Home»Local News»Former Nobel prize nominee Bishop Gassis of Sudan visits archdiocese, talks human rights

Former Nobel prize nominee Bishop Gassis of Sudan visits archdiocese, talks human rights

0
Shares
Pinterest Google+
Archbishop Dennis M. Schnurr and Bishop Macram Max Gassis sit and talk
Archbishop of Cincinnati Dennis M. Schnurr, left, and Bishop Macram Max Gassis met Thursday as part of Bishop Gassis' visit to Cincinnati. (CT photo/Eileen Connelly, OSU)

By Eileen Connelly, OSU
The Catholic Telegraph 

Bishop Macram Max Gassis, a Comboni Missionary once proposed as a candidate for the Nobel Peace Prize, visited the archdiocese Feb. 15-17 to discuss his work as a human rights advocate in his home country of Sudan. His time in Cincinnati included a meeting with Archbishop Dennis M. Schnurr, a presentation and reception at the Comboni Mission Center and a Mass celebrated at Immaculate Heart of Mary Parish in Anderson Township.

Bishop Gassis of El Obeid, Sudan, has led a refugee’s life since 1988 when the Sudanese government brought criminal charges against him following his testimony before the U.S. Congress regarding the atrocities committed by that government against its own people. During a subsequent visit to the United States, the bishop was strongly urged not to return home for security reasons.

“I became a rebel among rebels,” Bishop Gassis said.

BISHOP MACRAM GASSIS OF SUDAN PICTURED IN ROME
Bishop Macram Gassis of El Obeid, Sudan, is pictured in a chapel in Rome March 10, 2010. (CNS photo/Paul Haring)

Since 1990, Bishop Gassis has traveled extensively from his headquarters in Nairobi, Kenya, throughout Europe and the United States to make known the tragic situation of the African population of the Sudan. He has often addressed the U.N. Commission on Human Rights in Geneva, Switzerland, and a number of other international human rights organizations.

Over the years, Bishop Gassis has been entrusted with the pastoral care of the Sudanese people in areas that are not under the control of the government of the Sudan. Currently, Bishop Gassis is the voice of the people of the Nuba Mountains who are victims of enslavement, air raids, forced starvation and rape at the hands of their government’s army as they struggle for independence. The bishop often travels to the mountains and provides emergency aid and medical assistance through the missionaries working there.

“The people are suffering. The situation is very grim,” Bishop Gassis told Archbishop Schnurr during their meeting, explaining that the government in Khartoum, capital of the Republic of Sudan, has orchestrated daily aerial assaults on civilian targets in the mountains in an attempt to ethnically cleanse the region. The sustained bombing has forced the people to take refuge in caves or in the banks of rivers. Destruction of their land has resulted in the inability to cultivate crops and “people are starving.” Many elderly residents, women and children have been injured or killed.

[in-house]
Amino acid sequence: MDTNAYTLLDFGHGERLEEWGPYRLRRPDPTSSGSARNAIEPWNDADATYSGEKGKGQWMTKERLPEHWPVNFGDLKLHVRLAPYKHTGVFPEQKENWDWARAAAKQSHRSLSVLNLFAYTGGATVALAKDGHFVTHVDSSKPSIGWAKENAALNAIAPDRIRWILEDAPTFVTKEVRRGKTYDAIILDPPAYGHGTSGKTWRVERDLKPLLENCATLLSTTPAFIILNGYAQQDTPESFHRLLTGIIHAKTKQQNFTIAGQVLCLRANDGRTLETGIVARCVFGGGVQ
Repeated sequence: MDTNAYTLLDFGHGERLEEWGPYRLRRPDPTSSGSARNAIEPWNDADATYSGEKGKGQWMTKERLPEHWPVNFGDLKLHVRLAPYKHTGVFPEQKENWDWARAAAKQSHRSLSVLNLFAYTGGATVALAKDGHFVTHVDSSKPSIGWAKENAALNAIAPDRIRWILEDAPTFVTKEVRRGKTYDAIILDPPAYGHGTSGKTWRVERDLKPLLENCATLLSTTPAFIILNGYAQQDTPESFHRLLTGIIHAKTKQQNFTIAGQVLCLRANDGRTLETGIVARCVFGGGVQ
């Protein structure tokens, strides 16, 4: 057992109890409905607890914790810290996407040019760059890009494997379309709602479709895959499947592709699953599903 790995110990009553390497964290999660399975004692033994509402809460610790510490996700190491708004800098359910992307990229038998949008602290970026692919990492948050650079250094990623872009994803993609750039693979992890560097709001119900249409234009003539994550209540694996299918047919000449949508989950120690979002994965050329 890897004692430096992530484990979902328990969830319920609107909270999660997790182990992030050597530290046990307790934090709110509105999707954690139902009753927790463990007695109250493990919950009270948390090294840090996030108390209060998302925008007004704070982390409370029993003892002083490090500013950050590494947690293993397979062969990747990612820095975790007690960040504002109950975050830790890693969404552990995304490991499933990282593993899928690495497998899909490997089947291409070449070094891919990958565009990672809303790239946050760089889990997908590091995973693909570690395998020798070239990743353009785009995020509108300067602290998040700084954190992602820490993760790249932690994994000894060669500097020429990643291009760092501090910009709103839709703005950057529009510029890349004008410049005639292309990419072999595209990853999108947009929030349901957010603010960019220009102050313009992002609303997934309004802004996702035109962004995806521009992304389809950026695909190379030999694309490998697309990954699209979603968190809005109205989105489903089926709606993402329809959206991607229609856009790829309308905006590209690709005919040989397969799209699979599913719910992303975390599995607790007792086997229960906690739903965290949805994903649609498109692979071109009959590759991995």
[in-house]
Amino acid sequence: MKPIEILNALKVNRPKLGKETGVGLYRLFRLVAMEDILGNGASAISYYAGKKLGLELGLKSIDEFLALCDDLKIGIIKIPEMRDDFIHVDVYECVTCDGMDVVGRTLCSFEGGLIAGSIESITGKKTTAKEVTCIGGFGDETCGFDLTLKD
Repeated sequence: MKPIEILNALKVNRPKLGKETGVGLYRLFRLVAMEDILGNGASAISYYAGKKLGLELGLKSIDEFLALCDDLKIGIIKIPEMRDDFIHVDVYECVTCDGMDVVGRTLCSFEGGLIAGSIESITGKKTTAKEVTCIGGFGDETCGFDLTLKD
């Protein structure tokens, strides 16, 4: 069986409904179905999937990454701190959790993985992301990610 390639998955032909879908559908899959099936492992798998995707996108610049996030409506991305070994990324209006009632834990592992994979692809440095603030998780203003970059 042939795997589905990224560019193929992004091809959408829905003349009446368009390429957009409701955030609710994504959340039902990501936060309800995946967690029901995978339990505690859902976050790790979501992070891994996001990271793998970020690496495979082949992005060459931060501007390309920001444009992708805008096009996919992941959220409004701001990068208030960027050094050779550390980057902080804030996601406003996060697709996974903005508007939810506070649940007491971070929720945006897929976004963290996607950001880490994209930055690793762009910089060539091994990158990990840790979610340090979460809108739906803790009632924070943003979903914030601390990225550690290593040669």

Bishop Gassis said Khartoum will never crush the spirit of the people.

“They are gentle people, but they are fighting for a cause to protect their ethnic group as Africans,” he said. “There is a lesson in this that all Africans, all peoples, deserve to live peacefully in unity and diversity.”

Disappointed by the response of the international community to the tragedy, Bishop Gassis finds hope in the courage of the people of the Nubu Mountains and the young missionaries, both priests and Sisters, who strive to bring them some relief.

“I look at them and tell them ‘you are my heroes,’” he said.

Bishop Gassis also spoke of the government’s “bigotry against anything Christian,” noting that the Sudanese army has vandalized Catholic churches by smashing tabernacles, breaking windows, destroying statues and writing vulgarities on walls of the structures.

“Political and military reasons aside, why destroy a church?” he asked with sadness in his voice.

Persistent in his efforts to raise international awareness of the tragedy, he has established the Bishop Gassis Sudan Relief Fund to raise money and support for vital relief projects, including building hospitals, schools, and wells. He urges local Catholics to “speak out, talk to your congressmen and pray,” in response.

“Prayer without action is dead, just as faith without action is dead,” he added. “We are the same church. We need to move together hand and hand and say to each other ‘these are my brothers and sisters who are suffering.’”

Previous post

One of these men will (probably) be the new pope

Next post

St. Joseph Catholic School in OTR, St. James of the Valley were closed for illness Feb. 22